Any acceptance by Syrian opposition members of Assad as a partner in a project to rescue Syria and restore peace and stability there, after his systematic and methodical slaughter of hundreds of thousands of Syrians, dispossessing millions of them, and destroying their present and future, means whitewashing the regime and exonerating it of its crimes.
Beyond that, it would mean condemning the revolution and the opposition and blaming them for all the crimes for which Assad and his regime are responsible, whether they be crimes he and his militias committed directly, or those he caused through his aggressive and criminal policies.
Dancing with the devil
Finally, I don't believe that the world has ever seen an opposition that agreed to negotiate with its enemy with a gun pointed to its head and yet went on to achieve results for its people.
It would be very humiliating for Syrian opposition members, or those who claim to be so, to engage in talks with a regime that continues to bombard people with barrel bombs and carry out terrifying massacres, killing, maiming, and permanently disabling hundreds of people each and every day.
To avoid looking helpless... the opposition should refuse to sit alongside those accused of genocide.
At the very least, to avoid looking helpless, humiliated, and desperate for a political solution - with a foe that only dealt with anyone for more than half a century with force, showed no mercy to children, youths, or elderly people, and did not hesitate to fight its own people with chemical weapons - those speaking on behalf of the opposition should refuse to sit alongside those accused of genocide and crimes against humanity by human rights groups.
To preserve their personal dignity, not to mention out of respect for the blood of the martyrs and victims, they should condition their participation on an end to the use of barrel bombs and heavy weapons against civilians - even bearing in mind that the Assad dynasty has never yet respected a promise.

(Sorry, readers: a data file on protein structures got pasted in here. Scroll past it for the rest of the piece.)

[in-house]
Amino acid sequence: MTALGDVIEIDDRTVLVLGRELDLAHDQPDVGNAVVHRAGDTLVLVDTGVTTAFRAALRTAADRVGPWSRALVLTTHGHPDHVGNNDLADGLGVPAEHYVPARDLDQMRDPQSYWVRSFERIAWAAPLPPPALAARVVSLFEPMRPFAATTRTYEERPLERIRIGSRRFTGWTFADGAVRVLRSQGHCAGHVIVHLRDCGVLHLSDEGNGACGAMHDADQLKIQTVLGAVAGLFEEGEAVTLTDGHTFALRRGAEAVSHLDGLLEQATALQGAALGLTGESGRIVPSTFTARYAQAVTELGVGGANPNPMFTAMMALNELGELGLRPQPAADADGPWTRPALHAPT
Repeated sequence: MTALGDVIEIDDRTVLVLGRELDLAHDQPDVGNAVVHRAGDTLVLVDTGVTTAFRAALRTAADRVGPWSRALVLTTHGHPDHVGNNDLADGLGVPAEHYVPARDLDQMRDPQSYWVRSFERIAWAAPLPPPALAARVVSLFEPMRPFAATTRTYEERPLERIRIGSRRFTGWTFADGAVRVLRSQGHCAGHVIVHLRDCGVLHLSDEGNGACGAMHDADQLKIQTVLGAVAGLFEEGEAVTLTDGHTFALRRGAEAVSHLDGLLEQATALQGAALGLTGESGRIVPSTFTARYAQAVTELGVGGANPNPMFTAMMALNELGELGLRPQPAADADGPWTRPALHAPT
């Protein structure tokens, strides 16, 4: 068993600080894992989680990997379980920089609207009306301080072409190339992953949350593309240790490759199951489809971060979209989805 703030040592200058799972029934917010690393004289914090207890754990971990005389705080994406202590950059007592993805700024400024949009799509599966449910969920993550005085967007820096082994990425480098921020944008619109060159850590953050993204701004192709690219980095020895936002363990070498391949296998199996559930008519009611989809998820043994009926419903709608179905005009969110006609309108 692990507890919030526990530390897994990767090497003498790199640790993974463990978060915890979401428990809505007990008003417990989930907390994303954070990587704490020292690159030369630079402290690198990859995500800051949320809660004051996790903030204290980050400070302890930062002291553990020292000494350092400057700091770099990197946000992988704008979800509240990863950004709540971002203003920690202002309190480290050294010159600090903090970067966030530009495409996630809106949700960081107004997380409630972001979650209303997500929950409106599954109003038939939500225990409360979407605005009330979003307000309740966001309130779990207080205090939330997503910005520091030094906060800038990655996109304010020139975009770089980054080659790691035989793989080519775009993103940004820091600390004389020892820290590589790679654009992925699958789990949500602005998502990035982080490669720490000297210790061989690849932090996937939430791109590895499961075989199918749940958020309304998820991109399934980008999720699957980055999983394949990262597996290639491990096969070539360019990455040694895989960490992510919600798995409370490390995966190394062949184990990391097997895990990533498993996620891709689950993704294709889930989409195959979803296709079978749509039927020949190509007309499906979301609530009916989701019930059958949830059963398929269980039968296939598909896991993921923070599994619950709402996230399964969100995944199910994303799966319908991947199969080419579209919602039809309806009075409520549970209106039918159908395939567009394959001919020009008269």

Some might ask, what is the solution then? What is there to do if the Moscow meeting risks becoming a Syrian version of the Oslo process, leading to concession after concession without result, and gambling with the huge sacrifices of the people?
The answer of course is not calling for the continuation of the war, but rather we call for adhering to negotiations on solid foundations that would indeed lead to a solution that would guarantee both the survival of the state and its institutions, and the satisfaction of the main bulk of the people's demands, led by their right to self-determination, putting an end to the police state, and putting an end to the linkage between the state and projects for regional and international dominance.
This is neither difficult nor impossible. The regime is exhausted, and its allies are facing growing economic, social, and political crises.
Today, we are in the final stage of "who blinks first".
The Syrian people, who have lost everything they could lose, and whom even the mightiest enemy cannot do any more to hurt them, are the best able to hold their ground and endure, and force their barbaric foe, no matter how wicked, to be the first to scream and surrender.
The people who have made sacrifices that astonished the whole world, confronted many alliances, and suffered frequent betrayals, will remain steadfast and have the last word. These people will not accept anything less than dignity, freedom, and victory.
Burhan Ghalioun is a former head of the Syrian National Council.
Opinions expressed in this article remain those of the original author and do not necessarily reflect the opinions of al-Araby al-Jadeed, its editorial board or staff.